There is such a thing as the vocabulary gap. Being able to manage more words generally indicates a higher level of ability overall.
Words are tools. You can bludgeon someone over the head with your jargon or ugly talk, or express yourself more clearly with the right words.
“The difference between the right word and the almost right word is the difference between lightning and a lightning bug.” Mark Twain
Communication and communion have the same root meaning. Yet words can unite, or divide, or antagonize, confuse, bore, encourage, create and so forth.
Then there are words with multiple meanings. Politicians like to use the word “change” in their campaigns, but what they mean specifically is change in their bank account balances. #realityministries
Mike Caputo, Academic Medical Center and Health System CIO at MUSC, is aligning the 400+ employees of the organization’s IT shop around a vocabulary called ITIL. ITIL, or Information Technology Infrastructure Library, is a set of detailed practices for IT service management (ITSM) that seeks to align IT services with the needs of business.
What ITLI really is …. is a vocabulary with agreed-upon meanings and values to improve communication among IT employees. And even Mr. Caputo may (or not) realize that by expanding his group’s vocabulary, he is also expanding their overall abilities. #powerofwords
Without further ado…
The 2017 Corporate Zombie Speak Collection
- buy in…maybe it’s really “agreement”
- core competency…don’t you want something more than competence?
- branding (It did sting a bit to see this submission.)
- deliverables…do you work at a pizza restaurant?
- empower…can come across as paternalistic / condescending
- engagement…don’t you mean you want employees to care about their work?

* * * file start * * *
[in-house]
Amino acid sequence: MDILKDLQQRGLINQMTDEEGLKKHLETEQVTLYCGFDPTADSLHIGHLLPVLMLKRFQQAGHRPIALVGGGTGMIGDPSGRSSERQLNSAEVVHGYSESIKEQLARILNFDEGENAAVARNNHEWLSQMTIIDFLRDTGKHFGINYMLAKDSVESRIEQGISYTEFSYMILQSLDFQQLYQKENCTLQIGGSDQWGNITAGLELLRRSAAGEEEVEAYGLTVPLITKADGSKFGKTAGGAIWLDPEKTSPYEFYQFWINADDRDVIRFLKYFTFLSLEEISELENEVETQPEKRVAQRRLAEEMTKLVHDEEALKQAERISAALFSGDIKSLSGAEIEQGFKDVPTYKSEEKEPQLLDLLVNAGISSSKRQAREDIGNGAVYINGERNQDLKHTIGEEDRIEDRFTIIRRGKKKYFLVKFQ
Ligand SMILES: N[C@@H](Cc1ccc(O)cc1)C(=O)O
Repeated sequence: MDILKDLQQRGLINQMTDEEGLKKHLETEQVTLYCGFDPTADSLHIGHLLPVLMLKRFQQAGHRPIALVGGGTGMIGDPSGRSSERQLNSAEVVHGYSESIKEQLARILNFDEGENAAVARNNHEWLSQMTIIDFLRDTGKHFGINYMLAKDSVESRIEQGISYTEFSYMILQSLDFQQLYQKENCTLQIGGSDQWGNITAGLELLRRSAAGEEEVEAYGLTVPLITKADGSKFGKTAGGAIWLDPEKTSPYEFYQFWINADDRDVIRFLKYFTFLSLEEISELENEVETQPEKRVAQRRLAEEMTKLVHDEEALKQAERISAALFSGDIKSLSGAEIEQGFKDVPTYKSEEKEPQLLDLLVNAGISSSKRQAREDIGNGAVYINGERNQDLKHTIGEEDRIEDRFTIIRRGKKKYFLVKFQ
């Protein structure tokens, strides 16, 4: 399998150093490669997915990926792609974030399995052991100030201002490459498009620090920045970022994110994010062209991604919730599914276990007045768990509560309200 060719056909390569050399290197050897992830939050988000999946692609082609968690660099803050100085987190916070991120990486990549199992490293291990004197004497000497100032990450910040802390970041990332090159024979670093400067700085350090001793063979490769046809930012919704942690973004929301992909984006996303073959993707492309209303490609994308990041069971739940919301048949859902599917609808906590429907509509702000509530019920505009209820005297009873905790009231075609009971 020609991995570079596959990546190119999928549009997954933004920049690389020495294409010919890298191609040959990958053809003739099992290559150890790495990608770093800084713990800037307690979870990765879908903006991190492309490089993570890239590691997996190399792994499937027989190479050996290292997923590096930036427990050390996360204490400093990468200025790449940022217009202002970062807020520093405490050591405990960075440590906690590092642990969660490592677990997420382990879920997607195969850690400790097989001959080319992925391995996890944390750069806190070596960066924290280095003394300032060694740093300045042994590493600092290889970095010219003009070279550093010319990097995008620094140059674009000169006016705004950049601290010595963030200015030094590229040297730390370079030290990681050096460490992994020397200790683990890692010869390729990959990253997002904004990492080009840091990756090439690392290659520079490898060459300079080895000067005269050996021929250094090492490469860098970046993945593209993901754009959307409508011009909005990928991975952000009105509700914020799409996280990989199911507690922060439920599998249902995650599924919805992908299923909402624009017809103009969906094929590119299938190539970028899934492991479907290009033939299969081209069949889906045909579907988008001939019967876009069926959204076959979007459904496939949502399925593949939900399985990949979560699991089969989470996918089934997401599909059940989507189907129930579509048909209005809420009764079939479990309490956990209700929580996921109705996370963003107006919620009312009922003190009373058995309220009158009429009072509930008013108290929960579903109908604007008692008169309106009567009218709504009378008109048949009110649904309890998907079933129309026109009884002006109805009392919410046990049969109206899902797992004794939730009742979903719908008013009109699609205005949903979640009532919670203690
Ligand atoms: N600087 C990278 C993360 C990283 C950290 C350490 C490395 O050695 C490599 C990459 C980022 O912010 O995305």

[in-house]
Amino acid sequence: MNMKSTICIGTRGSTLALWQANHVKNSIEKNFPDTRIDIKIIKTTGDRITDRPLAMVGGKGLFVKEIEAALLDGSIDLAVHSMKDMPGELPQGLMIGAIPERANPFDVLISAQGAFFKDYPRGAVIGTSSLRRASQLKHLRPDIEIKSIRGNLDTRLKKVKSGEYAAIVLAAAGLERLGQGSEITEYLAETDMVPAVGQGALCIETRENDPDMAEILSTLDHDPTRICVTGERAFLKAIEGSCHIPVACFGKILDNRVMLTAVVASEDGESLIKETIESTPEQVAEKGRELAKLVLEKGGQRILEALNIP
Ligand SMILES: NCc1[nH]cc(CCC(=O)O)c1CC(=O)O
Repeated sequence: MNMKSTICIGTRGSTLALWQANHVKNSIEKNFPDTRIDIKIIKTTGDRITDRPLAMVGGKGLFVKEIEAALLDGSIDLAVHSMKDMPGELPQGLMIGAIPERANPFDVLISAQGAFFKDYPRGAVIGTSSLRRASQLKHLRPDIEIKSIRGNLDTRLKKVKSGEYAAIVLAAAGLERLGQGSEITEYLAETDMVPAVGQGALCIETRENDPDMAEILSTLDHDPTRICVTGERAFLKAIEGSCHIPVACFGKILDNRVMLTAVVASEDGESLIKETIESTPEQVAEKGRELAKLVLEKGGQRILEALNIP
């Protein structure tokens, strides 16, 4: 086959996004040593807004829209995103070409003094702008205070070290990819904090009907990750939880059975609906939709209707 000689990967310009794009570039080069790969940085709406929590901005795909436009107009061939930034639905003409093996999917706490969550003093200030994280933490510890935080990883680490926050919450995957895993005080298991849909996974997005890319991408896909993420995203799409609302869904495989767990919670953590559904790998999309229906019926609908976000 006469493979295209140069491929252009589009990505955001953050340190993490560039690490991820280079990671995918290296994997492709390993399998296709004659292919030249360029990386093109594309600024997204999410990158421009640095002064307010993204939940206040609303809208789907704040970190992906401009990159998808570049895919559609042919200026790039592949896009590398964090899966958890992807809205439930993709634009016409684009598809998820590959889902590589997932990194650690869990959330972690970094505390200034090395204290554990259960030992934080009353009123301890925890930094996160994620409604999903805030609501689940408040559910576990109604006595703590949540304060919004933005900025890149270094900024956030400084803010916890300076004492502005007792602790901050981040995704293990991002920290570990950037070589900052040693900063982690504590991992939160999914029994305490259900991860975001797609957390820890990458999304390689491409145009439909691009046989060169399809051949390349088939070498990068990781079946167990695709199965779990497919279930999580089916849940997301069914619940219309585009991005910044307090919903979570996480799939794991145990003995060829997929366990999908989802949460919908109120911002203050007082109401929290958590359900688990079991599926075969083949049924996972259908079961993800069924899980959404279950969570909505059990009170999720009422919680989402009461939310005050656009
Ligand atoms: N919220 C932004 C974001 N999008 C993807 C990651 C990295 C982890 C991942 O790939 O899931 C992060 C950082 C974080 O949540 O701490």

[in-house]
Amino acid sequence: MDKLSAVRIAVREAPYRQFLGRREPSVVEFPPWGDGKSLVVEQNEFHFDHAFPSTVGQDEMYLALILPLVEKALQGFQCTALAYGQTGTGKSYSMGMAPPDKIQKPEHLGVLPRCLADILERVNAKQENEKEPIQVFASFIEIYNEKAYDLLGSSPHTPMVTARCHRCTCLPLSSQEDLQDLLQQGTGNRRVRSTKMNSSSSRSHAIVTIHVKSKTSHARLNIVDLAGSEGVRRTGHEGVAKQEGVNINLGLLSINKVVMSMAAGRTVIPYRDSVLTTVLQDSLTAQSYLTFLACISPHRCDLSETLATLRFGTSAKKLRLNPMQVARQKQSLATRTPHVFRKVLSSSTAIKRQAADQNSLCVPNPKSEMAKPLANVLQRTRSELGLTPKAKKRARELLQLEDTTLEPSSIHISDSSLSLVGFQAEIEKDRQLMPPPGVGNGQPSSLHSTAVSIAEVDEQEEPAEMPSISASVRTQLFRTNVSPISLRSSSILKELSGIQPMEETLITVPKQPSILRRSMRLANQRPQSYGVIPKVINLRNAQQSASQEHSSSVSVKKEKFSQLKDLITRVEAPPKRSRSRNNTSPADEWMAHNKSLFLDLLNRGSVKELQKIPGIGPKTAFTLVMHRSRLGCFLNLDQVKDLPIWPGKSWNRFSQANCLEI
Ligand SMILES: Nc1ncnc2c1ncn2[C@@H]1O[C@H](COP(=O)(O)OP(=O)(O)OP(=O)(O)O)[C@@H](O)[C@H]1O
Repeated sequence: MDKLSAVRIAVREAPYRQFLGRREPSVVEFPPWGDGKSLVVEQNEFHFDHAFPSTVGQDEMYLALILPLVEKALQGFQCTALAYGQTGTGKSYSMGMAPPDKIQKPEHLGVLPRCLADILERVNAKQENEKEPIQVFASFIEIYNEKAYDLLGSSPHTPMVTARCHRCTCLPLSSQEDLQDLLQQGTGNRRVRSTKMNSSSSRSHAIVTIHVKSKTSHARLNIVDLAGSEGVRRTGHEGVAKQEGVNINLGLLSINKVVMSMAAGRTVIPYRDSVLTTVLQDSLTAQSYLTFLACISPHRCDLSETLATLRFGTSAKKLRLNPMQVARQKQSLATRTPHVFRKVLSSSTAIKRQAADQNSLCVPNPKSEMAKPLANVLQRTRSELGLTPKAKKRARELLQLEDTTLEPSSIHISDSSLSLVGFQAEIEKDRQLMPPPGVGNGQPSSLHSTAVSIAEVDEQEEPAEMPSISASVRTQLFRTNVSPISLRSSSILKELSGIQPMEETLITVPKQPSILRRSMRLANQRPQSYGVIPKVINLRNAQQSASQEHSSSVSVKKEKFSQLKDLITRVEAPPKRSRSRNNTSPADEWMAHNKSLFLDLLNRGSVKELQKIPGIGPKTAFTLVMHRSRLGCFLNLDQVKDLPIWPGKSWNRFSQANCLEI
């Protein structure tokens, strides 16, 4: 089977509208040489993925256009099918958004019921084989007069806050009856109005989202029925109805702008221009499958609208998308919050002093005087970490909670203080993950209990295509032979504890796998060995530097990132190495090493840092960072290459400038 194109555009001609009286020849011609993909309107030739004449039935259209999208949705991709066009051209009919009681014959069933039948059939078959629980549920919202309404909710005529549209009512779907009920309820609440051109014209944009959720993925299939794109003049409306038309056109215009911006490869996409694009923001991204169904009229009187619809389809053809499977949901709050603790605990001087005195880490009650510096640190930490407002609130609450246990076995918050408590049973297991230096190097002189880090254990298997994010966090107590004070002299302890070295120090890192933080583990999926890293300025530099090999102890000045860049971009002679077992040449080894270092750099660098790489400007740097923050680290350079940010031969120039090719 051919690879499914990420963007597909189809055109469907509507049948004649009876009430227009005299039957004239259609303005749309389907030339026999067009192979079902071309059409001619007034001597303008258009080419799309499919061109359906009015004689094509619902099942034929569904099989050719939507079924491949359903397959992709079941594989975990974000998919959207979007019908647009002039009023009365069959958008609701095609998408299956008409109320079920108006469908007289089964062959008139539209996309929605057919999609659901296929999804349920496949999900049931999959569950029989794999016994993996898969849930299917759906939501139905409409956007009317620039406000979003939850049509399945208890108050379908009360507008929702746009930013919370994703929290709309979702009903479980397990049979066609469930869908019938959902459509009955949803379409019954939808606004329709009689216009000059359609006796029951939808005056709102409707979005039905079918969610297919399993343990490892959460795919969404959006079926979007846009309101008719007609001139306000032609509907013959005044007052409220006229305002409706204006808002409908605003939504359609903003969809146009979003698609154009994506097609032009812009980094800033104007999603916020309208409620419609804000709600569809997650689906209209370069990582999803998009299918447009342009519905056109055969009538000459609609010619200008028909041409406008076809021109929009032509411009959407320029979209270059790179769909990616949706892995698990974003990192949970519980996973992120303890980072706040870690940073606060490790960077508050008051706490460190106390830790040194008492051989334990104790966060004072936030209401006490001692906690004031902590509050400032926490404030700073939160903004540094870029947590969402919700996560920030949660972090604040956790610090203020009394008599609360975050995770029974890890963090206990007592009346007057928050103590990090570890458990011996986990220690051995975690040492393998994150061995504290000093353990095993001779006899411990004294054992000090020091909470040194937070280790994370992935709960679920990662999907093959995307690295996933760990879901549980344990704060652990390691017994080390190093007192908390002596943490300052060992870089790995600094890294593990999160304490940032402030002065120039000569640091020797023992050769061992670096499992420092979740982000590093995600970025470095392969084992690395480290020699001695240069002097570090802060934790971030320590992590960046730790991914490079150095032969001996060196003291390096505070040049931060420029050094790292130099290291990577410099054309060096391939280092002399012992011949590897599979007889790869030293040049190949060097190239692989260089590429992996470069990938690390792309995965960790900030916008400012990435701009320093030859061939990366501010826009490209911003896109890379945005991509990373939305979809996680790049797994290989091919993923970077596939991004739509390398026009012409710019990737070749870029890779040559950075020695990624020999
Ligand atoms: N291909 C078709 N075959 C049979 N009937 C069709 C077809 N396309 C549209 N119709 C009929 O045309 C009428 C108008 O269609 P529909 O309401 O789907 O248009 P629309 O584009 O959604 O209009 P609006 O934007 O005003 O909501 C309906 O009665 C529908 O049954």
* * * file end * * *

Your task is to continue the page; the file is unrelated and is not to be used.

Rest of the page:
- holistic approach…maybe if you work at Whole Foods you would use this
- inclusive (meaningless)
- lots of moving parts….do you work inside a pinball machine?
- metrics…a false god
- measurables…see above
- move the needle…are we using heroin?
- open the kimono…inappropriate and a bit creepy
- organic…unless you’re a farmer
- readiness…blech…do you mean to be ready? or prepared for something?
- scalable...a good word that’s overused
- silos…see “organic”
- strategically align … (meaningless)
- strategery… (meaningless)
- sustainable or sustainability …do you mean “results guaranteed”?
- swim lane…we’re not at the pool
- transparency (As my friend Gina pointed out, leaders talk about “transparency” when there is none.)
- unreliable (as in processes)
- value-added …not bad unless overused
- value streams…really?
- verticals …I’ve never seen a group of humans standing on top of each other; this submission is my personal favorite.
- wellness…reminding me that our healthcare system is really a disease management system
Why do we use these highly-forgettable words?
Mostly we use jargon (and I’m guilty too!) to signal that we belong in the conversation.
We repeat words we tend to hear. It’s especially useful to mirror language used by people we want to impress or build a relationship with.
Or it’s a combo of laziness and carelessness.
For sure no one’s going to come up with new thinking using worn-out jargon and phrases.
If you’re using Corporate Zombie Speak, you’re strengthening the status quo. To bring change, use different words. Stress shuts down memory so be memorable.
Use words that create a picture of where you want to go. Make it easy for people to remember what you said.
Some words go in and out of fashion. A major way culture changes is through the use of new words and new meanings attach to existing words.
“The basic tool for the manipulation of reality is the manipulation of words. If you can control the meaning of words, you can control the people who must use the words.” science fiction writer, Phillip K. Dick